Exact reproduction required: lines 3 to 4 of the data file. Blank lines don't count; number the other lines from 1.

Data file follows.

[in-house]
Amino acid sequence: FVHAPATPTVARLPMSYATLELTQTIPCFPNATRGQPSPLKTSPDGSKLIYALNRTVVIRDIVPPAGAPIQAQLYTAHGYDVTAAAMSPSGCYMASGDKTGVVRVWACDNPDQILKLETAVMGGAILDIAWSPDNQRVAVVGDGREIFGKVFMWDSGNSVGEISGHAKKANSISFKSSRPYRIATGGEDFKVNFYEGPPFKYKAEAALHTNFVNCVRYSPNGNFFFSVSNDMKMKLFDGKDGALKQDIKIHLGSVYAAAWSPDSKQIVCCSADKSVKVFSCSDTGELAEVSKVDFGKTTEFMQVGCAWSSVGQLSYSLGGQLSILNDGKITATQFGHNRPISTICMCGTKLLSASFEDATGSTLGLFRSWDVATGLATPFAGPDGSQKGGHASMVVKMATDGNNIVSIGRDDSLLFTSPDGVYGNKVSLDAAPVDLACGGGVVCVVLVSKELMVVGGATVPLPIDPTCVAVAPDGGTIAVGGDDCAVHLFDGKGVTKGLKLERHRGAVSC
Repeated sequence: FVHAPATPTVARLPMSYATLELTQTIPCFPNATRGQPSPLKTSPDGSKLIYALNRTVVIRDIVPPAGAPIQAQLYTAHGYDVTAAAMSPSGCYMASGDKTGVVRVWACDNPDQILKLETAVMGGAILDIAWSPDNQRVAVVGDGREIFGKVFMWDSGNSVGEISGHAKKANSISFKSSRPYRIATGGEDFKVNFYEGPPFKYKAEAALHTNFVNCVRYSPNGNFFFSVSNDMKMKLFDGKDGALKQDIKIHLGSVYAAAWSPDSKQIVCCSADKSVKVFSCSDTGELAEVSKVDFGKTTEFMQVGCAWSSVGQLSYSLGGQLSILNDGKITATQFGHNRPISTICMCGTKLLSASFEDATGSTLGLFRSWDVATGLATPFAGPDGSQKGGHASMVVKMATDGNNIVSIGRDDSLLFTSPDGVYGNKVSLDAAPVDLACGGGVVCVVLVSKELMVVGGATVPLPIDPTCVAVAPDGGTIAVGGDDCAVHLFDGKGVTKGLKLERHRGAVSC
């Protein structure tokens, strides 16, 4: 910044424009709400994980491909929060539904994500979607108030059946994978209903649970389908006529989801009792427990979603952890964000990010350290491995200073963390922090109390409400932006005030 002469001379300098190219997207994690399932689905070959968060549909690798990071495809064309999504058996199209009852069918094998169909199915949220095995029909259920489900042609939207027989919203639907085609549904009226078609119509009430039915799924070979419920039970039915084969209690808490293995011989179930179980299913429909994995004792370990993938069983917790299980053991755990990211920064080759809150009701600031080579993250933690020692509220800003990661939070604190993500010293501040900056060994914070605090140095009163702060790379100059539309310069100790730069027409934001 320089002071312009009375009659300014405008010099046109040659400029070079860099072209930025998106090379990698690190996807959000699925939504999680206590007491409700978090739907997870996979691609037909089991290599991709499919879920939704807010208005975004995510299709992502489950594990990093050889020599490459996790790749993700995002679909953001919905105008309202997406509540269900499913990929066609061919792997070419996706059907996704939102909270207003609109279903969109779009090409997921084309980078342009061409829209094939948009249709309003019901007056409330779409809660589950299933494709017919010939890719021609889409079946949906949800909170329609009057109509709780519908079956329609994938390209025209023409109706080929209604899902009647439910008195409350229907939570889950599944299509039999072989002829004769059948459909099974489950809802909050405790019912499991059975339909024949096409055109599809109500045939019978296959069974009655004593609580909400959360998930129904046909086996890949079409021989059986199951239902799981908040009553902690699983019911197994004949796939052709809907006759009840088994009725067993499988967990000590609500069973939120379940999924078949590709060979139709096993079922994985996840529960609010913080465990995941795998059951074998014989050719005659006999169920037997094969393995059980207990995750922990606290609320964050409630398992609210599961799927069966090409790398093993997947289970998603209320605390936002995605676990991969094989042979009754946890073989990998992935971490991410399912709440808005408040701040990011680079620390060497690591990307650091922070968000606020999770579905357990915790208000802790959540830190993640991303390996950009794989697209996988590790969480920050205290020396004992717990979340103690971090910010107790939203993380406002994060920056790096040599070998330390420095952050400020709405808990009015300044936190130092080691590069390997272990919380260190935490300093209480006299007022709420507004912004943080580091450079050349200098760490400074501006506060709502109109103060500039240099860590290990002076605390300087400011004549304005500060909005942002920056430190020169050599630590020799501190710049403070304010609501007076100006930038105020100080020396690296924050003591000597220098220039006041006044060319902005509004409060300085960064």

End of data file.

Repeated sequence: FVHAPATPTVARLPMSYATLELTQTIPCFPNATRGQPSPLKTSPDGSKLIYALNRTVVIRDIVPPAGAPIQAQLYTAHGYDVTAAAMSPSGCYMASGDKTGVVRVWACDNPDQILKLETAVMGGAILDIAWSPDNQRVAVVGDGREIFGKVFMWDSGNSVGEISGHAKKANSISFKSSRPYRIATGGEDFKVNFYEGPPFKYKAEAALHTNFVNCVRYSPNGNFFFSVSNDMKMKLFDGKDGALKQDIKIHLGSVYAAAWSPDSKQIVCCSADKSVKVFSCSDTGELAEVSKVDFGKTTEFMQVGCAWSSVGQLSYSLGGQLSILNDGKITATQFGHNRPISTICMCGTKLLSASFEDATGSTLGLFRSWDVATGLATPFAGPDGSQKGGHASMVVKMATDGNNIVSIGRDDSLLFTSPDGVYGNKVSLDAAPVDLACGGGVVCVVLVSKELMVVGGATVPLPIDPTCVAVAPDGGTIAVGGDDCAVHLFDGKGVTKGLKLERHRGAVSC
């Protein structure tokens, strides 16, 4: 910044424009709400994980491909929060539904994500979607108030059946994978209903649970389908006529989801009792427990979603952890964000990010350290491995200073963390922090109390409400932006005030 002469001379300098190219997207994690399932689905070959968060549909690798990071495809064309999504058996199209009852069918094998169909199915949220095995029909259920489900042609939207027989919203639907085609549904009226078609119509009430039915799924070979419920039970039915084969209690808490293995011989179930179980299913429909994995004792370990993938069983917790299980053991755990990211920064080759809150009701600031080579993250933690020692509220800003990661939070604190993500010293501040900056060994914070605090140095009163702060790379100059539309310069100790730069027409934001 320089002071312009009375009659300014405008010099046109040659400029070079860099072209930025998106090379990698690190996807959000699925939504999680206590007491409700978090739907997870996979691609037909089991290599991709499919879920939704807010208005975004995510299709992502489950594990990093050889020599490459996790790749993700995002679909953001919905105008309202997406509540269900499913990929066609061919792997070419996706059907996704939102909270207003609109279903969109779009090409997921084309980078342009061409829209094939948009249709309003019901007056409330779409809660589950299933494709017919010939890719021609889409079946949906949800909170329609009057109509709780519908079956329609994938390209025209023409109706080929209604899902009647439910008195409350229907939570889950599944299509039999072989002829004769059948459909099974489950809802909050405790019912499991059975339909024949096409055109599809109500045939019978296959069974009655004593609580909400959360998930129904046909086996890949079409021989059986199951239902799981908040009553902690699983019911197994004949796939052709809907006759009840088994009725067993499988967990000590609500069973939120379940999924078949590709060979139709096993079922994985996840529960609010913080465990995941795998059951074998014989050719005659006999169920037997094969393995059980207990995750922990606290609320964050409630398992609210599961799927069966090409790398093993997947289970998603209320605390936002995605676990991969094989042979009754946890073989990998992935971490991410399912709440808005408040701040990011680079620390060497690591990307650091922070968000606020999770579905357990915790208000802790959540830190993640991303390996950009794989697209996988590790969480920050205290020396004992717990979340103690971090910010107790939203993380406002994060920056790096040599070998330390420095952050400020709405808990009015300044936190130092080691590069390997272990919380260190935490300093209480006299007022709420507004912004943080580091450079050349200098760490400074501006506060709502109109103060500039240099860590290990002076605390300087400011004549304005500060909005942002920056430190020169050599630590020799501190710049403070304010609501007076100006930038105020100080020396690296924050003591000597220098220039006041006044060319902005509004409060300085960064």